Based on the comments to yesterday’s post, it seems that Oculus was faced with a situation where practically no women were interested in developing for Virtual Reality. And that tells me something odd is going on here.
Among my female students (all of whom program computers), most are highly interested in V.R., and are eager to develop for it. I also know quite a few women who are currently working in V.R.
In one of the most exciting developments in the entire field, one of my colleagues at NYU is working on solving the problem of true spatially correct real-time audio reconstruction for V.R. About half of the grad students working with her on this are women.
As most of you know, V.R. itself is far from new — although its viability as a consumer product is indeed new. For over twenty years I have known female colleagues who have done research in and developed for virtual reality, including quite a few grad students.
So it seems we are confronting virtual realities of a different kind. On the one hand I have known, for many years, women who are highly skilled programmers who are also extremely interested in V.R. and have been working on it. On the other hand, when Oculus holds a conference, these women cannot be found.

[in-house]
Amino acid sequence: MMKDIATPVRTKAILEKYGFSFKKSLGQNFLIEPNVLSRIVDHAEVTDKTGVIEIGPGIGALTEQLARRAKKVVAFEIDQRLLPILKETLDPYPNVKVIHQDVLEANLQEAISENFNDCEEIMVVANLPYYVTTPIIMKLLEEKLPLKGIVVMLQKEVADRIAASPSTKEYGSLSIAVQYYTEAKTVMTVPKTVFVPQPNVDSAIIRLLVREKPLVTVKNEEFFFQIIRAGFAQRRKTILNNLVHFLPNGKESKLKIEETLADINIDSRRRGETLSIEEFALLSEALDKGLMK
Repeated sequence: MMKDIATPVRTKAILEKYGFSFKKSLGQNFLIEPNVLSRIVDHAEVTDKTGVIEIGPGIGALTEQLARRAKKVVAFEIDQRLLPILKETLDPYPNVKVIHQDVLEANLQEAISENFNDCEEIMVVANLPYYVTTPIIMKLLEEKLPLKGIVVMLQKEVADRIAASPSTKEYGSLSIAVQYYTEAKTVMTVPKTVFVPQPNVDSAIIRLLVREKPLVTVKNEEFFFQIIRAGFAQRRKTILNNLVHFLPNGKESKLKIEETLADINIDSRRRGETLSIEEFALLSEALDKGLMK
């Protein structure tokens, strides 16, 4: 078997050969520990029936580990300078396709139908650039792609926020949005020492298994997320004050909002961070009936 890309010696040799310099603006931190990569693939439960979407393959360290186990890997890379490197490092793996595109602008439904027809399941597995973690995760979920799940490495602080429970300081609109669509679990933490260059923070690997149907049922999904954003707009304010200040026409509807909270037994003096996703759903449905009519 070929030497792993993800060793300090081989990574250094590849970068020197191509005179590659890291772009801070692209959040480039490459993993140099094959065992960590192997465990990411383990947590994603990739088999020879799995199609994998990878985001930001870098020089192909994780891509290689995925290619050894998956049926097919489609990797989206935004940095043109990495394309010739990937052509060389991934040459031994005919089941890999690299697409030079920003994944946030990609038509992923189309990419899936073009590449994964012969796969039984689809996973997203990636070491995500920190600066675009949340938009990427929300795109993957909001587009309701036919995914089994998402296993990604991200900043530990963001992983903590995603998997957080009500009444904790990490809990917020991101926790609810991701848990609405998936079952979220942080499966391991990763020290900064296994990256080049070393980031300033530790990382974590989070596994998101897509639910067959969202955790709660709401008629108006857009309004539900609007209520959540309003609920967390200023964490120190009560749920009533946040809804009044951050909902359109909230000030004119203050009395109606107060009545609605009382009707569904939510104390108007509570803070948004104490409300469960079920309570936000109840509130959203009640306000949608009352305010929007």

I don’t know the answer to this mystery, but it might help to explain the tone of my previous two posts on this subject.
It also might help explain why I think Palmer Luckey can be a pivotal figure. The female V.R. researchers and developers are indeed out there. But many of them might be looking for a sign that they are welcome.
Unlike men, who never need to deal with this issue — and therefore can remain blissfully unaware that there even is an issue — I suspect many women in high technology know very well what happens when they show up somewhere they were not invited.